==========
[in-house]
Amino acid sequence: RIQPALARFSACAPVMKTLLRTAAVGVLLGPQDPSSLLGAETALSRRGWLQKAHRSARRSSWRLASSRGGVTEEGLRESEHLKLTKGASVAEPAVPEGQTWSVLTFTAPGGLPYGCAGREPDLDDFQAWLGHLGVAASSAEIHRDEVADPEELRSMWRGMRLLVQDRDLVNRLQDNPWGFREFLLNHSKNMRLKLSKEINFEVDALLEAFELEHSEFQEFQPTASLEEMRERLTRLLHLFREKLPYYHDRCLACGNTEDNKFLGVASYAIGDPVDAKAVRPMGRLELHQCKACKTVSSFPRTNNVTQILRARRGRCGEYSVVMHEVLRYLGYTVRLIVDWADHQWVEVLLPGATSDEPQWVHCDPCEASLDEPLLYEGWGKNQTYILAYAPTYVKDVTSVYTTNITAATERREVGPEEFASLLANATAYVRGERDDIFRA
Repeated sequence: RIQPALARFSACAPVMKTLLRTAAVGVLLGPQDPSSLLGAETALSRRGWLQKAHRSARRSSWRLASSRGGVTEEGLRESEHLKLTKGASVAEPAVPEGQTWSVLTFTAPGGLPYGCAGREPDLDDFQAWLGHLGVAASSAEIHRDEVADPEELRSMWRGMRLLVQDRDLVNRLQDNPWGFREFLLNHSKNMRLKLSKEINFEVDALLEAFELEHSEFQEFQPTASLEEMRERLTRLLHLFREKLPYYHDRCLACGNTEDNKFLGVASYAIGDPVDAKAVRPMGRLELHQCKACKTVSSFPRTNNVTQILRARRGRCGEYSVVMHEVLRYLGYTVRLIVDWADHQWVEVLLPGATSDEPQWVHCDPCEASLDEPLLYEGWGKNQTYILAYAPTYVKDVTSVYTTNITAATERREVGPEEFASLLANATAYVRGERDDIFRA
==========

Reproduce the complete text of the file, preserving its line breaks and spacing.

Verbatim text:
[in-house]
Amino acid sequence: RIQPALARFSACAPVMKTLLRTAAVGVLLGPQDPSSLLGAETALSRRGWLQKAHRSARRSSWRLASSRGGVTEEGLRESEHLKLTKGASVAEPAVPEGQTWSVLTFTAPGGLPYGCAGREPDLDDFQAWLGHLGVAASSAEIHRDEVADPEELRSMWRGMRLLVQDRDLVNRLQDNPWGFREFLLNHSKNMRLKLSKEINFEVDALLEAFELEHSEFQEFQPTASLEEMRERLTRLLHLFREKLPYYHDRCLACGNTEDNKFLGVASYAIGDPVDAKAVRPMGRLELHQCKACKTVSSFPRTNNVTQILRARRGRCGEYSVVMHEVLRYLGYTVRLIVDWADHQWVEVLLPGATSDEPQWVHCDPCEASLDEPLLYEGWGKNQTYILAYAPTYVKDVTSVYTTNITAATERREVGPEEFASLLANATAYVRGERDDIFRA
Repeated sequence: RIQPALARFSACAPVMKTLLRTAAVGVLLGPQDPSSLLGAETALSRRGWLQKAHRSARRSSWRLASSRGGVTEEGLRESEHLKLTKGASVAEPAVPEGQTWSVLTFTAPGGLPYGCAGREPDLDDFQAWLGHLGVAASSAEIHRDEVADPEELRSMWRGMRLLVQDRDLVNRLQDNPWGFREFLLNHSKNMRLKLSKEINFEVDALLEAFELEHSEFQEFQPTASLEEMRERLTRLLHLFREKLPYYHDRCLACGNTEDNKFLGVASYAIGDPVDAKAVRPMGRLELHQCKACKTVSSFPRTNNVTQILRARRGRCGEYSVVMHEVLRYLGYTVRLIVDWADHQWVEVLLPGATSDEPQWVHCDPCEASLDEPLLYEGWGKNQTYILAYAPTYVKDVTSVYTTNITAATERREVGPEEFASLLANATAYVRGERDDIFRA